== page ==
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In The Great Gatsby by F. Scott Fitzgerald, what quality does Nick possess that he...

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Bellville42 | eNotes Newbie

Posted November 13, 2013 at 3:23 AM via web

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In The Great Gatsby by F. Scott Fitzgerald, what quality does Nick possess that he thinks makes him different?

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Lori Steinbach | High School Teacher | (Level 3) Distinguished Educator

Posted November 13, 2013 at 4:28 AM (Answer #1)

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We learn the most about Nick Carraway, the narrator of The Great Gatsby by F. Scott Fitzgerald, in the opening pages of the novel. He tells us where he came from (the Midwest) and what he has been doing since college. He also tells us where he is living and why he is here. He also tells us about the advice his father once gave him. Nick says this about his father:

"Whenever you feel like criticizing any one," he told me, "just remember that all the people in this world haven't had the advantages that you've had."

Because of that, Nick is certain that he has a gift few other people have. He says,

[i]n consequence, I'm inclined to reserve all judgments, a habit that has opened up many curious natures to me and also made me the victim of not a few veteran bores.... Reserving judgments is a matter of infinite hope. I am still a little afraid of missing something if I forget that, as my father snobbishly suggested, and I snobbishly repeat, a sense of the fundamental decencies is parcelled out unequally at birth.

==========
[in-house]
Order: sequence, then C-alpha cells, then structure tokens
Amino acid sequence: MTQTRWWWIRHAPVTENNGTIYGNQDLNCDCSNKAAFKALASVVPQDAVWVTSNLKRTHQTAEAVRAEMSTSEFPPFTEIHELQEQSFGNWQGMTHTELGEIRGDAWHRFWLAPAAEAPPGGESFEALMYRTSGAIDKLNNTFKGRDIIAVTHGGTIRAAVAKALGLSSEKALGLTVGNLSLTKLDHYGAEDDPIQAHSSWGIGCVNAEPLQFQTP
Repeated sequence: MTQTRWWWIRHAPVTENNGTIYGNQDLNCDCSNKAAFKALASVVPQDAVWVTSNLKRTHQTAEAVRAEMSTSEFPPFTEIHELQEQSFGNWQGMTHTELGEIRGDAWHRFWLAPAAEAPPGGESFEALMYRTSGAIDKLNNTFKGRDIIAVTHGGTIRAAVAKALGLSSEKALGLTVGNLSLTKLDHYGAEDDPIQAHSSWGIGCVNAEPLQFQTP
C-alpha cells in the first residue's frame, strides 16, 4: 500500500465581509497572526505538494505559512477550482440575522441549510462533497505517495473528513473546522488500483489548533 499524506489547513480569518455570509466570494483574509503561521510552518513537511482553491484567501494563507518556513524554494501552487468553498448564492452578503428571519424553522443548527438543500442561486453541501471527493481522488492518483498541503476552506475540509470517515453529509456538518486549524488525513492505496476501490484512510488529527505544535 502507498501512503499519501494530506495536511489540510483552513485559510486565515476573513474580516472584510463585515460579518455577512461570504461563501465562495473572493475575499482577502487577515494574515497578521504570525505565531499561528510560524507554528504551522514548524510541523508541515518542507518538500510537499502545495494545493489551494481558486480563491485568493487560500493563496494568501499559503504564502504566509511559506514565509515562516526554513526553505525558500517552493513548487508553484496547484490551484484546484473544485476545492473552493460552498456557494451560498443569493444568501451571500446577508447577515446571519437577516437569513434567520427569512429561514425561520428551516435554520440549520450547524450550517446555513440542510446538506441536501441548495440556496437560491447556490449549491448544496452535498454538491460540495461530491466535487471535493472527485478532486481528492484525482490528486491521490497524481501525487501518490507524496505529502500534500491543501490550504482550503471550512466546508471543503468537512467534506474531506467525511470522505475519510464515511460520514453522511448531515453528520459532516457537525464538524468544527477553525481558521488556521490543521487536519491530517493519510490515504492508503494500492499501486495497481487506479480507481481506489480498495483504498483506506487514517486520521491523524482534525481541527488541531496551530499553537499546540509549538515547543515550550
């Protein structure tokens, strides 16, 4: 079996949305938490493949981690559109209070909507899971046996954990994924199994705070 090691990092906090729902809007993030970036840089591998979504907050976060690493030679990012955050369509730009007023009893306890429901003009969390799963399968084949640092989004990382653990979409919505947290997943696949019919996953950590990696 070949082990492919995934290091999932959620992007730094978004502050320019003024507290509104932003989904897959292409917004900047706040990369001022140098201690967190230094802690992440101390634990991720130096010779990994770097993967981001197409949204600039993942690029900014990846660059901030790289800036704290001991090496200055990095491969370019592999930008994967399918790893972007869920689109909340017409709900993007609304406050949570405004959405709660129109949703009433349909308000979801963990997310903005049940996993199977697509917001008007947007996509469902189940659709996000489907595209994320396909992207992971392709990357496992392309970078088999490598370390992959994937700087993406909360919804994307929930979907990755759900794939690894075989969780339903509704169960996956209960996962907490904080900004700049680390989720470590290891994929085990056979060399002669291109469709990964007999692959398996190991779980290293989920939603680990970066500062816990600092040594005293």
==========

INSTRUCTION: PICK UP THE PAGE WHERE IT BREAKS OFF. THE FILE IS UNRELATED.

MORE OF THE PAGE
This concept of withholding judgments is significant for a storyteller because, if indeed it is true, the listeners (or readers) can trust whatever the narrator says. If he is not a reliable narrator, we (readers) are going to have to work hard to determine the truth of everything Nick says. Unfortunately, since Nick is the person telling us about himself, we have to wait until something actually happens in the novel to decide for ourselves whether Nick truly does "reserve all judgments," as he claims he does.

I would like to give you some examples from the story to examine, but by your question I presume that you are just beginning the novel and I do not want to ruin the story for you. Instead, here are some general guidelines for testing a narrator's reliability. First, examine what other characters say and do and then "listen" to how the narrator describes those same things. Second, determine what other people think and feel about the characters the narrator talks about to see if there is consistency. Finally, listen carefully to what else the narrator says about himself and see if he has a realistic and accurate view of himself based on what you see and hear. 

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Lori Steinbach

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